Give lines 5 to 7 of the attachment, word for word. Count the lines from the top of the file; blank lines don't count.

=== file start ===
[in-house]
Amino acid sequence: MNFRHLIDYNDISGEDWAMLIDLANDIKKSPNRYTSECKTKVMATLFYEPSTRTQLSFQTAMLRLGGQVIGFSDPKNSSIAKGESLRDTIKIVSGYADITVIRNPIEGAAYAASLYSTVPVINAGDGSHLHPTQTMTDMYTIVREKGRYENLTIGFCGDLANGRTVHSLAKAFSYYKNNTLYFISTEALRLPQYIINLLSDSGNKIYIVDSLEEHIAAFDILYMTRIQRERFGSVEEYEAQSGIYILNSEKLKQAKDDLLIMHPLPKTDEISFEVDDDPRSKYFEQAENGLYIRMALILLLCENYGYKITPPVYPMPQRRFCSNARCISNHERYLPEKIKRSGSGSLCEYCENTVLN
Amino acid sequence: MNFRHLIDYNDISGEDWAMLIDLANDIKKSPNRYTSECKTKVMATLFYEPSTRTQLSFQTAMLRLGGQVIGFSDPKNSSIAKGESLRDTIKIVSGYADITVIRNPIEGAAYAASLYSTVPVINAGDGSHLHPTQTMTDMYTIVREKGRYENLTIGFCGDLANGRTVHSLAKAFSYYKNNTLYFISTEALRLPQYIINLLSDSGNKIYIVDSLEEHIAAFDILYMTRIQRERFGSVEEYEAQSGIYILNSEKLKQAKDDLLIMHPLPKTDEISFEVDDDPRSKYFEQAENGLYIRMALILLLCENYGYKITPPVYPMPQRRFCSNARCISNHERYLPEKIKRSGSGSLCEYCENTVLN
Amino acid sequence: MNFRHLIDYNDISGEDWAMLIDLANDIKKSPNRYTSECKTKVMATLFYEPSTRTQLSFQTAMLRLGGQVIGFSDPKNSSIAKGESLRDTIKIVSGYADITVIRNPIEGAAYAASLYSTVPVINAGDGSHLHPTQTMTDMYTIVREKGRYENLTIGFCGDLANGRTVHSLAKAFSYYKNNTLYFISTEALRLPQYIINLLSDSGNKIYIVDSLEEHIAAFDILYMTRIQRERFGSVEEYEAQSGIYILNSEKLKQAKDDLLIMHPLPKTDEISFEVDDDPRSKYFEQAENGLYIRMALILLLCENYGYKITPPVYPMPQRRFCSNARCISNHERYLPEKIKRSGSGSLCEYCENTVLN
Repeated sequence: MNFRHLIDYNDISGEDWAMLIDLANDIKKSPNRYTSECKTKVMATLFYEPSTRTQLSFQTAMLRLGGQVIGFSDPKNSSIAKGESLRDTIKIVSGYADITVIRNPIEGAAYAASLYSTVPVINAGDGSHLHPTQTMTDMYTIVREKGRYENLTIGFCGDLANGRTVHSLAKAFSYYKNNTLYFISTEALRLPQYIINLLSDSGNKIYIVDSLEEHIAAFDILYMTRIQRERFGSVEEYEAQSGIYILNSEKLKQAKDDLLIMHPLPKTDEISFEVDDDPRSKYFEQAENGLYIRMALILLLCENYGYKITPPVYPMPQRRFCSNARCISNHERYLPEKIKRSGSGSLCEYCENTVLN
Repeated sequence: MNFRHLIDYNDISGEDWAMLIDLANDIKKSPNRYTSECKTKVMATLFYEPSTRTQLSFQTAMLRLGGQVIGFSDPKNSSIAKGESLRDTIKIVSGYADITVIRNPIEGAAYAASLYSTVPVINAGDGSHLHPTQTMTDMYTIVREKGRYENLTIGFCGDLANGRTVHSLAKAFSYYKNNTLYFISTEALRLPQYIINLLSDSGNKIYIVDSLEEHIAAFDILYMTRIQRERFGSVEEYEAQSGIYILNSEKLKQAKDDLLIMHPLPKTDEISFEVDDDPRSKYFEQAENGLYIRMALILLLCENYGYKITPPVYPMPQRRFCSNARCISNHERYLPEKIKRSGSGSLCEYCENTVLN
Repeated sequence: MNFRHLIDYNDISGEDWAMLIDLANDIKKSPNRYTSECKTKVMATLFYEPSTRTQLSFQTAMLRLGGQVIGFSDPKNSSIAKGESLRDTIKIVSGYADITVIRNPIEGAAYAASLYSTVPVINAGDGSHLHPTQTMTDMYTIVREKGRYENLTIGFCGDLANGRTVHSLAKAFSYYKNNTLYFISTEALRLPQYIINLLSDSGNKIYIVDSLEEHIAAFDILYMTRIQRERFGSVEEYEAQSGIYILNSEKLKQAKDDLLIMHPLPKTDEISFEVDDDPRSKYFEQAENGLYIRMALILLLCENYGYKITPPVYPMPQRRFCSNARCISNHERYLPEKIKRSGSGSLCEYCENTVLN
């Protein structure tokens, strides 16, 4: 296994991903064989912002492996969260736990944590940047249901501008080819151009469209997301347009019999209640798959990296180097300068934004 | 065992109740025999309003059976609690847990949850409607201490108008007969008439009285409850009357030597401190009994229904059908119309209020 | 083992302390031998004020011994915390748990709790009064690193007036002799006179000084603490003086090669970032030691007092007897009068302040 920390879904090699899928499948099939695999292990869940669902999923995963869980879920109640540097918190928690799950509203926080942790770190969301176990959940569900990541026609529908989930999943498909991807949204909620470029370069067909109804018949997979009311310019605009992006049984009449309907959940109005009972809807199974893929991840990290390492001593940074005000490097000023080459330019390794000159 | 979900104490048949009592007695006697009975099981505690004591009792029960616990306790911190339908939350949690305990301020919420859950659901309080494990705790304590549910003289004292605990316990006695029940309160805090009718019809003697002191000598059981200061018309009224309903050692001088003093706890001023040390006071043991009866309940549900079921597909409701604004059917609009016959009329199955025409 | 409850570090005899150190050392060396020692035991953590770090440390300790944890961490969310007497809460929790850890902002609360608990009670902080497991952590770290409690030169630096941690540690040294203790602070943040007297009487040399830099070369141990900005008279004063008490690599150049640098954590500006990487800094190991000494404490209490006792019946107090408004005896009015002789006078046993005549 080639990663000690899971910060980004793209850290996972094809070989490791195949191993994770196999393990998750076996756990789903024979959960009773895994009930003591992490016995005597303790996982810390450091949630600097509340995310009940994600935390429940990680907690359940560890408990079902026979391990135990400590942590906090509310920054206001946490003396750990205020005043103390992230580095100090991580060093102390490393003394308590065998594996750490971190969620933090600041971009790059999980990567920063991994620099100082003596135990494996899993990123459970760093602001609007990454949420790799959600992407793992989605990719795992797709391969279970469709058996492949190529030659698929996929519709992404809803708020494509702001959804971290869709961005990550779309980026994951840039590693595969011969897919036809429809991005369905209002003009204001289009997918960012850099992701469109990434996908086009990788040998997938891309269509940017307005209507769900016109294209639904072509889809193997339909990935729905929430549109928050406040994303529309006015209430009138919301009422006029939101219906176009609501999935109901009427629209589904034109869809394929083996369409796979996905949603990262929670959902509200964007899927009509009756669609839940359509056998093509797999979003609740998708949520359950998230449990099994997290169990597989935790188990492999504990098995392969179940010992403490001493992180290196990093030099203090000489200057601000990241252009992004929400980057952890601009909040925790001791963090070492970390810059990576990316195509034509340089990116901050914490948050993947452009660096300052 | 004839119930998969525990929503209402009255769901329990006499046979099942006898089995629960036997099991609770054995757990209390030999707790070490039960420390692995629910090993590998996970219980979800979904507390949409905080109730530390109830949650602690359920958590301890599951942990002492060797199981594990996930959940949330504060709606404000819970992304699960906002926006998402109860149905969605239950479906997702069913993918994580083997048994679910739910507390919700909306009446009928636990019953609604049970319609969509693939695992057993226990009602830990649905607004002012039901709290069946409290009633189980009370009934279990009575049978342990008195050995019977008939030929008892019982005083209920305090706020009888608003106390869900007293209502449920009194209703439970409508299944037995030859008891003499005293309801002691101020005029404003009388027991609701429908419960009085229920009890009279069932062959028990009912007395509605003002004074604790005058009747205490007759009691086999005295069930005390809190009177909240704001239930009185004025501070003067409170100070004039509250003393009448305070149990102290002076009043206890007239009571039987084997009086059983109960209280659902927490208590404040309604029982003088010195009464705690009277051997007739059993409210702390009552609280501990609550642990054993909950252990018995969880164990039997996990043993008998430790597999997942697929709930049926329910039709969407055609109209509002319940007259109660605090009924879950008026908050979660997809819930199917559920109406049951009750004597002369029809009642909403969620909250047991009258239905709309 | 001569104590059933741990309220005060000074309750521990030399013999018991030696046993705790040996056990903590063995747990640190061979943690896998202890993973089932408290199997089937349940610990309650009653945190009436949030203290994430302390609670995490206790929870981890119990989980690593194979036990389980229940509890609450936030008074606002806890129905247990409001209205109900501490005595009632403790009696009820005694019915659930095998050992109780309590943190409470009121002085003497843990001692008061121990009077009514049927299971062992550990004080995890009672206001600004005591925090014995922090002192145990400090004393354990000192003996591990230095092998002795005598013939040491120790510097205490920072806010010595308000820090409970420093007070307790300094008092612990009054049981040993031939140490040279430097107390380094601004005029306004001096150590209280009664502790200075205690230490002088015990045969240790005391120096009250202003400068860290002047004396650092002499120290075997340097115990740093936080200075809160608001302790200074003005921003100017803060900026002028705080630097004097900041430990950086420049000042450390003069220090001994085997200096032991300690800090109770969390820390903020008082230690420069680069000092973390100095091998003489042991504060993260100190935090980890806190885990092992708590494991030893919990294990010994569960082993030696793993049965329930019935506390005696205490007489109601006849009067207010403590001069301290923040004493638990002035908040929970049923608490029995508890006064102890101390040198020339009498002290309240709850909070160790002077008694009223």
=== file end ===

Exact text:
Repeated sequence: MNFRHLIDYNDISGEDWAMLIDLANDIKKSPNRYTSECKTKVMATLFYEPSTRTQLSFQTAMLRLGGQVIGFSDPKNSSIAKGESLRDTIKIVSGYADITVIRNPIEGAAYAASLYSTVPVINAGDGSHLHPTQTMTDMYTIVREKGRYENLTIGFCGDLANGRTVHSLAKAFSYYKNNTLYFISTEALRLPQYIINLLSDSGNKIYIVDSLEEHIAAFDILYMTRIQRERFGSVEEYEAQSGIYILNSEKLKQAKDDLLIMHPLPKTDEISFEVDDDPRSKYFEQAENGLYIRMALILLLCENYGYKITPPVYPMPQRRFCSNARCISNHERYLPEKIKRSGSGSLCEYCENTVLN
Repeated sequence: MNFRHLIDYNDISGEDWAMLIDLANDIKKSPNRYTSECKTKVMATLFYEPSTRTQLSFQTAMLRLGGQVIGFSDPKNSSIAKGESLRDTIKIVSGYADITVIRNPIEGAAYAASLYSTVPVINAGDGSHLHPTQTMTDMYTIVREKGRYENLTIGFCGDLANGRTVHSLAKAFSYYKNNTLYFISTEALRLPQYIINLLSDSGNKIYIVDSLEEHIAAFDILYMTRIQRERFGSVEEYEAQSGIYILNSEKLKQAKDDLLIMHPLPKTDEISFEVDDDPRSKYFEQAENGLYIRMALILLLCENYGYKITPPVYPMPQRRFCSNARCISNHERYLPEKIKRSGSGSLCEYCENTVLN
Repeated sequence: MNFRHLIDYNDISGEDWAMLIDLANDIKKSPNRYTSECKTKVMATLFYEPSTRTQLSFQTAMLRLGGQVIGFSDPKNSSIAKGESLRDTIKIVSGYADITVIRNPIEGAAYAASLYSTVPVINAGDGSHLHPTQTMTDMYTIVREKGRYENLTIGFCGDLANGRTVHSLAKAFSYYKNNTLYFISTEALRLPQYIINLLSDSGNKIYIVDSLEEHIAAFDILYMTRIQRERFGSVEEYEAQSGIYILNSEKLKQAKDDLLIMHPLPKTDEISFEVDDDPRSKYFEQAENGLYIRMALILLLCENYGYKITPPVYPMPQRRFCSNARCISNHERYLPEKIKRSGSGSLCEYCENTVLN